KT Activities are guided by KT GoalsKnowledge translation goals include: building awareness and interest; informing research to build the scientific knowledge base; informing decision-making; facilitating practice, behaviour or policy change; and/or facilitating commercialization or technology transfer. When we share research evidence, it is with at least one of these goals in mind.

To be successful in achieving practice, behaviour, or policy change first requires engaging in adequate sharing of evidence to inform, build awareness, shift attitudes (create buy in), and inform decision-making. Not all evidence shared for building awareness or informing is ready for application, but this does not make it less beneficial to the knowledge user.

Knowledge translation exists on a continuum; each KT goal within the continuum is tied to the strength and potential use and/or benefit of the evidence to be shared. It is entirely appropriate to share what has been learned from a single study, as we do when we publish in a peer-reviewed journal or present at a conference. Doing so ethically requires us to be mindful of the limits of what we know, how it may be interpreted, and how it may benefit knowledge users. However, when we intend for research evidence to drive practice, behaviour, or policy change, we must hold the evidence to a higher standard for strength, quality and rigour. Engaging with the purpose of changing how someone behaves requires strong evidence that has been replicated in high quality studies; systematic reviews help us to identify this evidence.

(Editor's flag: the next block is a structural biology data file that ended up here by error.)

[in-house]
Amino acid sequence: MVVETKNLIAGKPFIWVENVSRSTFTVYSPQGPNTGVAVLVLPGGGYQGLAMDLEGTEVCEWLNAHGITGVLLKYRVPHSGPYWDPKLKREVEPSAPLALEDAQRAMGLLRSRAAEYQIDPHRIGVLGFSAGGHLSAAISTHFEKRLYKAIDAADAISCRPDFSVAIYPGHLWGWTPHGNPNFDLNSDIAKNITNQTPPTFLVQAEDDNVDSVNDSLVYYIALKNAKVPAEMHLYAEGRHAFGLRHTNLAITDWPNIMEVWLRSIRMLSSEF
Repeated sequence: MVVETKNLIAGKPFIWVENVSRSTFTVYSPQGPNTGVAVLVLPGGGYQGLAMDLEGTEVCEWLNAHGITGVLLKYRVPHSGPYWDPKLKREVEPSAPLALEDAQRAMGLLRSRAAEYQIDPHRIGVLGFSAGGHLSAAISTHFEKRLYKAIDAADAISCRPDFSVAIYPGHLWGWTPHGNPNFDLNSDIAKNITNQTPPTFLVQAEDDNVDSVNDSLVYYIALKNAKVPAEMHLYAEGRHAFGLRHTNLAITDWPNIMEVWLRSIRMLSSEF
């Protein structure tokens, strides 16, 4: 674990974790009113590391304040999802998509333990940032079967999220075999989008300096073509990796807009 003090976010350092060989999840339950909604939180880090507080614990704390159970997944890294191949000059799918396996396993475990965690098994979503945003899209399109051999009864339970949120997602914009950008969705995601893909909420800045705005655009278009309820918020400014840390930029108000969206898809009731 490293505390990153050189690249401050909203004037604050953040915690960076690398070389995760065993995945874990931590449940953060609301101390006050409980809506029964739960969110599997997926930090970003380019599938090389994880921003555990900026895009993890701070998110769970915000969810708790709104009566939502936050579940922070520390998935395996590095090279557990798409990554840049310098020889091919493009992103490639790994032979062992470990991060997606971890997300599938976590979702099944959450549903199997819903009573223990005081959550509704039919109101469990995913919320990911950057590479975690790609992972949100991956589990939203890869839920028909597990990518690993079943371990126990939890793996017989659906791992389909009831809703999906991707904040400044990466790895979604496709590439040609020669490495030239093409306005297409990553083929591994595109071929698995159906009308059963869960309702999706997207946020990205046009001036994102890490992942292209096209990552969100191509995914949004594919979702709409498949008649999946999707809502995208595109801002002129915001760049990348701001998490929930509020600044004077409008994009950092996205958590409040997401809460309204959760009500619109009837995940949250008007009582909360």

As in any scientific field, there is an evolution of understanding and advancement of concepts. The field of knowledge translation has evolved considerably, and continues to do so. Perhaps some clarity on terminology will help us all to move in unison, across the sectors and disciplines that seek to extend the impact of new knowledge.

Note: This understanding of knowledge translation terminology is available in multiple formats, including the Knowledge Translation Planning Template (Barwick, 2008, 2013) and two e-learning modules (see references).



Barwick, M. (2008, 2013) Knowledge Translation Planning Template. Toronto ON: The Hospital for Sick Children. Available from:

Barwick, M. (2016). Building Scientist Capacity in Knowledge Translation: Development of the Knowledge Translation Planning Template. Technology Innovation Management Review, 6(9): 9-15

Barwick, M., Filipovic, S., McMillen, K., Metler, S., & Warmington, K. (2017) Working with the KT Planning Template. E-learning module.

Barwick, M., Filipovic, S., McMillen, K., Metler, S., & Warmington, K. (2017) Introduction to knowledge translation. E-learning module.